I love her stories! I also love her impeccable historical research and her simple, yet poetic, prose. I love the magical transportation to another time where her characters become as real to me as the people I see every day.
Sutcliff is considered mainly a childrens’ author but her books address complex and elemental themes, all in an intricately woven and foreign background. Some are definitely for adult readers.
She was writing on the morning that she died on 23rd July 1992.
I grew up with Rosemary Sutcliff’s books
Rosemary Sutcliff’s books were part of my growing up. They were presented as novels for children but, on rereading them in my thirties, I discovered a depth of adult themes and adult emotions. I bought a number of them for my own children to read and got the double pleasure when they enjoyed them too. Before that, when my children were too small to read for themselves, I read aloud some stirring stories to them, their particular favourite was the The Wanderings of Odysseus.
It’s hard to really point to a favourite of my own among Sutcliff’s many brilliant books, but I have great admiration and a deep affection for Black Ships Before Troy and Song for a Dark Queen.
I adore Arthurian novels and have read, at least ten times, the classic Sword at Sunset a powerful adult novel with primitive mythological elements and solid archaeological research.
These three books have layers of understanding which only became noticeable as I grew old enough to understand the depth and complexity of human passion.
Sutcliff was born in Surrey, England, in 1920 and from early childhood suffered from Still’s Disease, a form of juvenile rheumatoid arthritis. At that time the treatment for this painful and crippling condition consisted mainly of bed rest and excruciating remedial surgery.
As a result she spent much time sitting still rather than exploring the environment and developed, as is so often the case with bedridden children, an acute eye for observation. She developed an acute ear too, from the immense number of books that were read aloud to her.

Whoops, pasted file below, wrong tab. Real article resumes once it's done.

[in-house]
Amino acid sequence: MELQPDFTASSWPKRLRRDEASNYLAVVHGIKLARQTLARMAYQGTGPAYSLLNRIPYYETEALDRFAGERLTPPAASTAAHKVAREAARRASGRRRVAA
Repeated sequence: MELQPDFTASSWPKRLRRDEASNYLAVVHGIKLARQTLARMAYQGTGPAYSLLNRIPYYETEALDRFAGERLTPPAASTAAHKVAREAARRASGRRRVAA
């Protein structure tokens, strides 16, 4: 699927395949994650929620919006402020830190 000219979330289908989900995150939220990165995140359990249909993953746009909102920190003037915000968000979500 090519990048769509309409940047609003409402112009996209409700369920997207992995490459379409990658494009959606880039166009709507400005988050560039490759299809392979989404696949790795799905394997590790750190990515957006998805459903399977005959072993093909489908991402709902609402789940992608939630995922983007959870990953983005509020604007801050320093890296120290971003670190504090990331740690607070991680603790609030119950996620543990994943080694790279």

Her literary diet consisted of Beatrix Potter, A.A. Milne, Charles Dickens, Hans Anderson, Kenneth Grahame and Rudyard Kipling. Her mother read to her from old stories of Norse, Celtic and Saxon legends and her mother’s own favourite novels by authors of historical fiction.
When Sutcliff was in her early twenties she “got the itch” to write. She used a pen which had been “fattened” and cushioned so that her arthritic hand could guide it easily. The first story she could remember writing was ‘Wild Sunrise’, a story about a British chieftain faced with the invasion of the Romans. In her autobiography she stated that she was happy that the story is now lost, as it was not up to scratch.
The Early Books by Sutcliff
Not long after the Second World War, Sutcliff wrote a re-telling of Celtic and Saxon legends which was submitted to Oxford University Press. Although the manuscript was rejected,she was requested to write a version of the Robin Hood Story.
Sutcliff wrote The Chronicles of Robin Hood in longhand and, by the time the manuscript was typed up and returned, she had written The Queen Elizabeth Story and sent it on to Oxford University Press.
Elizabeth of England was her own choice of subject, and she said that she “found it a delight to write”. It was accepted, and the two books were eventually published in the same year, 1950.
This book, The Queen Elizabeth Story, was primarily aimed at girls. She acknowledged that this and the next two or three books were “a little too cosy and too sweet”. Sweet the story may have been, but I certainly didn’t find the story of Elizabeth cosy. It shocked me, moved me to anger and left me with a deep and abiding admiration for a great intellect and a great monarch. An excellent role model for a growing girl.
Many of Rosemary Sutcliff’s books are out of print or otherwise hard to get. A number of them are classified as Collectibles.